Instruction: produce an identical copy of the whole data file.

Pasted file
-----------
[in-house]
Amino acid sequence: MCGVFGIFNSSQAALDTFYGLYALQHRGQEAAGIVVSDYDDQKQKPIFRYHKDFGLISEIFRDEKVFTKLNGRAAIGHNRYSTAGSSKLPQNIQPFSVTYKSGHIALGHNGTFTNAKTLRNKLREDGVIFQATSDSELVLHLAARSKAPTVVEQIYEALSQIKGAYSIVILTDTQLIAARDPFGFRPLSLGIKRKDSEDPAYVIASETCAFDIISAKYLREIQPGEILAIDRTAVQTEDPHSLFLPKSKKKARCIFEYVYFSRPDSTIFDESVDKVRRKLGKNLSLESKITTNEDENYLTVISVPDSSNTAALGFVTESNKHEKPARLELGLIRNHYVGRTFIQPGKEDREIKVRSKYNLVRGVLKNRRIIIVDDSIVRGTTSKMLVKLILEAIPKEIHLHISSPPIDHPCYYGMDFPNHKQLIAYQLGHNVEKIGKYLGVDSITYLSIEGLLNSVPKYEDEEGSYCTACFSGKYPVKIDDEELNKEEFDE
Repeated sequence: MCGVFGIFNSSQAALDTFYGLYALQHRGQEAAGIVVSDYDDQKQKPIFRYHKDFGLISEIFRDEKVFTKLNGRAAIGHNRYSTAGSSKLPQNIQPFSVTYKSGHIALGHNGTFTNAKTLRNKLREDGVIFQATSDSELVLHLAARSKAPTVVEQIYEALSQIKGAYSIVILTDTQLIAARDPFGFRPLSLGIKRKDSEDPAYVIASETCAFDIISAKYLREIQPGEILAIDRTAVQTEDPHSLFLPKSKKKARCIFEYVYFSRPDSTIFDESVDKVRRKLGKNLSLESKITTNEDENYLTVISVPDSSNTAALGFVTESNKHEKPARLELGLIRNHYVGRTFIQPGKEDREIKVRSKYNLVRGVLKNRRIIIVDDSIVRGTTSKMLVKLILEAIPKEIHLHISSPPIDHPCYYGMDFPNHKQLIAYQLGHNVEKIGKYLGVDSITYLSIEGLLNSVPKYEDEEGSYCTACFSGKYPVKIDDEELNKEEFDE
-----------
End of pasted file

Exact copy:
[in-house]
Amino acid sequence: MCGVFGIFNSSQAALDTFYGLYALQHRGQEAAGIVVSDYDDQKQKPIFRYHKDFGLISEIFRDEKVFTKLNGRAAIGHNRYSTAGSSKLPQNIQPFSVTYKSGHIALGHNGTFTNAKTLRNKLREDGVIFQATSDSELVLHLAARSKAPTVVEQIYEALSQIKGAYSIVILTDTQLIAARDPFGFRPLSLGIKRKDSEDPAYVIASETCAFDIISAKYLREIQPGEILAIDRTAVQTEDPHSLFLPKSKKKARCIFEYVYFSRPDSTIFDESVDKVRRKLGKNLSLESKITTNEDENYLTVISVPDSSNTAALGFVTESNKHEKPARLELGLIRNHYVGRTFIQPGKEDREIKVRSKYNLVRGVLKNRRIIIVDDSIVRGTTSKMLVKLILEAIPKEIHLHISSPPIDHPCYYGMDFPNHKQLIAYQLGHNVEKIGKYLGVDSITYLSIEGLLNSVPKYEDEEGSYCTACFSGKYPVKIDDEELNKEEFDE
Repeated sequence: MCGVFGIFNSSQAALDTFYGLYALQHRGQEAAGIVVSDYDDQKQKPIFRYHKDFGLISEIFRDEKVFTKLNGRAAIGHNRYSTAGSSKLPQNIQPFSVTYKSGHIALGHNGTFTNAKTLRNKLREDGVIFQATSDSELVLHLAARSKAPTVVEQIYEALSQIKGAYSIVILTDTQLIAARDPFGFRPLSLGIKRKDSEDPAYVIASETCAFDIISAKYLREIQPGEILAIDRTAVQTEDPHSLFLPKSKKKARCIFEYVYFSRPDSTIFDESVDKVRRKLGKNLSLESKITTNEDENYLTVISVPDSSNTAALGFVTESNKHEKPARLELGLIRNHYVGRTFIQPGKEDREIKVRSKYNLVRGVLKNRRIIIVDDSIVRGTTSKMLVKLILEAIPKEIHLHISSPPIDHPCYYGMDFPNHKQLIAYQLGHNVEKIGKYLGVDSITYLSIEGLLNSVPKYEDEEGSYCTACFSGKYPVKIDDEELNKEEFDE